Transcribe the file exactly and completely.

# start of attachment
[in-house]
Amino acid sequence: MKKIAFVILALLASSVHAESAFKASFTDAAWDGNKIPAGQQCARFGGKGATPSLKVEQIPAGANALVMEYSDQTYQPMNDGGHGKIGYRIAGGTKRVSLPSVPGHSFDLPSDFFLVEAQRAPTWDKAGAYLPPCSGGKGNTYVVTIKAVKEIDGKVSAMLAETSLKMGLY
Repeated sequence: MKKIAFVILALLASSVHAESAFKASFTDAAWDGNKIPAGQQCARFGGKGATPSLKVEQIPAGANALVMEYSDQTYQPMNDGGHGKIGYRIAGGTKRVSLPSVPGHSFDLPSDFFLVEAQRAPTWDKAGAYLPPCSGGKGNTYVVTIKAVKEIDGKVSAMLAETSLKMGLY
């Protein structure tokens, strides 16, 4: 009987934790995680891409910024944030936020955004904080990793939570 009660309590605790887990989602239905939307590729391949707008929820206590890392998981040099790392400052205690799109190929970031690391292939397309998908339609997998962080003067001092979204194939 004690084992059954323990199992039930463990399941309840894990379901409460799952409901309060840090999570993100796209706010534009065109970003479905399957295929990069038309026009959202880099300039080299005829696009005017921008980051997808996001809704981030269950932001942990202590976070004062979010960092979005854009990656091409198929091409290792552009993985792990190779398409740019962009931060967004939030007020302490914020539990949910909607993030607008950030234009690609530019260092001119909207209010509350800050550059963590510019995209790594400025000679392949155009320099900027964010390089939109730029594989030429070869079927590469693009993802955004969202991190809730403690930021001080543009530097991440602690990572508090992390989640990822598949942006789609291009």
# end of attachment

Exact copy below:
[in-house]
Amino acid sequence: MKKIAFVILALLASSVHAESAFKASFTDAAWDGNKIPAGQQCARFGGKGATPSLKVEQIPAGANALVMEYSDQTYQPMNDGGHGKIGYRIAGGTKRVSLPSVPGHSFDLPSDFFLVEAQRAPTWDKAGAYLPPCSGGKGNTYVVTIKAVKEIDGKVSAMLAETSLKMGLY
Repeated sequence: MKKIAFVILALLASSVHAESAFKASFTDAAWDGNKIPAGQQCARFGGKGATPSLKVEQIPAGANALVMEYSDQTYQPMNDGGHGKIGYRIAGGTKRVSLPSVPGHSFDLPSDFFLVEAQRAPTWDKAGAYLPPCSGGKGNTYVVTIKAVKEIDGKVSAMLAETSLKMGLY
């Protein structure tokens, strides 16, 4: 009987934790995680891409910024944030936020955004904080990793939570 009660309590605790887990989602239905939307590729391949707008929820206590890392998981040099790392400052205690799109190929970031690391292939397309998908339609997998962080003067001092979204194939 004690084992059954323990199992039930463990399941309840894990379901409460799952409901309060840090999570993100796209706010534009065109970003479905399957295929990069038309026009959202880099300039080299005829696009005017921008980051997808996001809704981030269950932001942990202590976070004062979010960092979005854009990656091409198929091409290792552009993985792990190779398409740019962009931060967004939030007020302490914020539990949910909607993030607008950030234009690609530019260092001119909207209010509350800050550059963590510019995209790594400025000679392949155009320099900027964010390089939109730029594989030429070869079927590469693009993802955004969202991190809730403690930021001080543009530097991440602690990572508090992390989640990822598949942006789609291009």